The second project Musk tackled was building an electric car, one that would hopefully become so popular that the world would abandon the internal combustion engine. In order to do so, Musk invested in Tesla Motors, and joined its Board of Directors, becoming the company’s chairman in February of 2004.
After the financial crisis in 2008, Musk became the CEO and product architect at Tesla Motors, (he currently remains in both positions). The Tesla Roadster was soon unveiled — an electric sports car that can accelerate from 0 to 60 mph in 3.7 seconds and is powered by a lithium ion battery. Tesla Motors also manufactures a Model S sedan and a Model X SUV.
Neither of these groundbreaking projects was easy. In fact, both SpaceX and Tesla Motors required many more millions of dollars than Musk himself could afford to put up, so he had to recruit investors and sell stock in order for these companies to survive.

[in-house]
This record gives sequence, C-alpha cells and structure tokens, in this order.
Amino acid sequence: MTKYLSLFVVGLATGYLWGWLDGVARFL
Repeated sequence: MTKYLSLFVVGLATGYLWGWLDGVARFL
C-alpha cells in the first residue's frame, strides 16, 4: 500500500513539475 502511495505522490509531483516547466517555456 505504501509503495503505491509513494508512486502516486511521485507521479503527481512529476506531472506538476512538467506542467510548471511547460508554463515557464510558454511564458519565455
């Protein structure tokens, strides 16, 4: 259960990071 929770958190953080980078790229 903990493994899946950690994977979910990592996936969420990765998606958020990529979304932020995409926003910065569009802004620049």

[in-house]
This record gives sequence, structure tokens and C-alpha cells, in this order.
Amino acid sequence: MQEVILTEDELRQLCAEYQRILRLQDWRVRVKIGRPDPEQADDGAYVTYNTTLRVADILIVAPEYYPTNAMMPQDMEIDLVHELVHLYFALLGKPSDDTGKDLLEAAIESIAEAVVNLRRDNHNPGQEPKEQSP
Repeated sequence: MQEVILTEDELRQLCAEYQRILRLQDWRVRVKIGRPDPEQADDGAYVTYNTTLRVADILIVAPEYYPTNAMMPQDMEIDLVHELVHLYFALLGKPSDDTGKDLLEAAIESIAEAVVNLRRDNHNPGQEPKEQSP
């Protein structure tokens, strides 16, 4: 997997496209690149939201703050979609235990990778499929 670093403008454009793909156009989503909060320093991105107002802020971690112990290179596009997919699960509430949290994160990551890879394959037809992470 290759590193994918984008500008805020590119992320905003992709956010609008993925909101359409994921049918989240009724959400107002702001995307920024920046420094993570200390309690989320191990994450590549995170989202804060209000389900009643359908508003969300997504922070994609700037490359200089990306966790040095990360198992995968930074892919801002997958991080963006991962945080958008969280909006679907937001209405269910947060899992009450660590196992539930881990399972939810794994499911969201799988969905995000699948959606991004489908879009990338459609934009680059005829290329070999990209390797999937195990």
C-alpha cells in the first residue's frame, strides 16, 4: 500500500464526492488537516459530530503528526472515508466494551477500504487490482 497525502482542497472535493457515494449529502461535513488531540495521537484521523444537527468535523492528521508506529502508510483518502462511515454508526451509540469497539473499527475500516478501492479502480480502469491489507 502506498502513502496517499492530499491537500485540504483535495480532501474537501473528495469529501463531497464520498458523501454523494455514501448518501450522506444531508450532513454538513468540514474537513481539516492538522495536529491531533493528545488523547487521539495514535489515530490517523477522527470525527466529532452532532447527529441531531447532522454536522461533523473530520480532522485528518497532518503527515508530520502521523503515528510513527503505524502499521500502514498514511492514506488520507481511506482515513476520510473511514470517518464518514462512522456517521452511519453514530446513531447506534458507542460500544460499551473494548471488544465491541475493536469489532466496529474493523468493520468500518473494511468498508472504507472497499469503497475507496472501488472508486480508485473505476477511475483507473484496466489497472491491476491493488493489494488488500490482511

In December of 2008, both of these dynamic start-ups were desperately in need of cash, and bankruptcy seemed the most likely outcome. Elon Musk himself has stated that he was exhausted and nearing a breakdown.
Then, over the Christmas week, SpaceX received a $1.6 billion contract from NASA and a renewed investment of $40 million in Tesla Motors, saving both the future of both companies.
Elon Musk drives his corporate teams as hard as any entrepreneur has in the past, including Steve Jobs, and he demands the impossible from them. You wouldn’t say working for him was cool or laid-back with Google-style perks like valet parking and multiple on-campus restaurant choices.
Yet he is clearly passionate about what he does—amazingly, Musk announced in 2014 that Tesla Motors will allow its technology to be utilized by anyone, in the hopes that more car manufacturers will begin producing additional types of electric cars.